3 C’s Up Close and Personal
Lorenzo Mangubat (H3, GS Xavier Awardee SY 2002 – 2003)
This speech was delivered during the Grade School Assembly as part of the activities for the Search for the Xavier Awardee.
All of you have heard the 6C’s formally defined before. You’ve probably seen it in a powerpoint presentation, read it on the XS website or in your HSC. Then, you sit down somewhere and ask yourself, “what do they all mean?”
I am here to tell you about the 3 C’s- Culture, Community and Compassion- the way I myself perceive and understand them.
I will start with Culture. There is a book I really love entitled The Celestine Prophecy where Chapter Two talks about “The Longer Now.” All of us did not just come to be out of nowhere. The way you think, act and speak has evolved from how your ancestors thought, acted and spoke. Think of two great journeys, one of your forefathers and the other of the Jesuits, and how these two journeys have intertwined to bring about the Xavier Community, how they have established you. You may not even know it, but many of your values have been the values of your forefathers generations back. These values have survived the test of time and have found themselves into your way of life. The same goes for the way you see things, the way you behave, and simply everything about you. Whether you like it or not, you are part of history. Being a man of culture is about appreciating all this and everything else that has influenced you. Then, you learn to appreciate who you’ve become: a descendant of a Chinese-Filipino race that has entered Philippine society with a role to play. Culture is all about knowing who you are.
Your identity makes you a part of a Community. As a person of community, you cannot think of yourself as an isolated being. Whatever you do, whether it’s good or bad, whether you try to conceal it or not, your actions will always affect others in more ways than one. You may think that a secret private crime will not hurt anyone, especially if no one even knows! But even such actions form who you are, and who you are will determine how you deal with others. Cheating may not hurt your classmate directly as much as your trying to be better than everyone else no matter what. It cannot be denied that we do not live in a vacuum. But who would want to anyway? Human beings have the natural desire to belong to something. Hence, we have barkadas and cliques. But a man of community does not seek to be part of something exclusive. Rather, he seeks to be part of a society that is as inclusive as can be. As men of community we must include even those whom we hate. To do so takes the ability to see others for who they really are. Do not look at the bullying classmate; instead, look at him as one who has been bullied himself, and needs to bully others just to regain the self-esteem that was once stolen from him. Do not look at your nagging mother, but your mother who is always joyful for your joys, and hurtful for your pains. We must treat people in such manner because we, as men of Community, will always be part of this greater whole.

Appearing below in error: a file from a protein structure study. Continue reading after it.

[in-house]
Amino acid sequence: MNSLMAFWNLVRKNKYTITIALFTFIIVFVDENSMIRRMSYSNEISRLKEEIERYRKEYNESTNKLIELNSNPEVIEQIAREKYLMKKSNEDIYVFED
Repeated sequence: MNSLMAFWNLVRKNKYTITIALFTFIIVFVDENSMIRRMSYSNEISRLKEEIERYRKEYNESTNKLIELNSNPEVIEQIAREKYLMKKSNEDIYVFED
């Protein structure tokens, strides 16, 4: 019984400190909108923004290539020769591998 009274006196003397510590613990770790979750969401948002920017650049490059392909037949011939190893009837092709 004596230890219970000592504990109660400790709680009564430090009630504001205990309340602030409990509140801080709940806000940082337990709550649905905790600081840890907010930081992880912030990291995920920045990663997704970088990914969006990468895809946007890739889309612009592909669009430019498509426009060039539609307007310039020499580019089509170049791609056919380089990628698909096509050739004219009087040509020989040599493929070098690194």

Yet, we cannot stop at merely being part of the Community. We must have Compassion. There are people, who because of the way society is structured, cannot help themselves, like the kid who knocks on your car window and tries to sell you sampaguita or the blind man playing his guitar by the sidewalk, hoping for passersby to toss a few coins into his guitar case. It is so easy to think that such people are poor simply because they are lazy, but that is just not the case. Many of them are victims of social sins that, even though they possess the drive to uplift themselves, are just not given the opportunity to do so. But then, is that kind of situation applicable only to the poor? What about perhaps a classmate whom you find excessively quiet and reclusive. Perhaps he has a dilemma he cannot solve on his own. And you? There must have been a time wherein you felt like you were faced with a challenge, and you needed someone’s help to overcome it. Compassion calls us to be there for each other because we cannot live alone. Do not be afraid of not having the skills or talents to help someone. You do not need to be perfect. In fact, it is through your imperfection that you will be able to reach out to others who are imperfect like you. This is Compassion: to know that somewhere out there, a person needs you.
As I was sharing with you my personal perspective on the 3 C’s, I’m sure many of you thought of your own experiences that were related to what I was talking about. The most interesting part of that is each one of you thought of your own unique experiences. Hence, I cannot give you a step-by-step guide on how to live out these C’s. Because we all have different experiences, each of us is called to live the C’s out in our own unique way. Look into yourself, look around you and find what you alone are called to do, because for each of you is a special life path that only you can live to the fullest. What does it take for you to have these C’s? You tell me.
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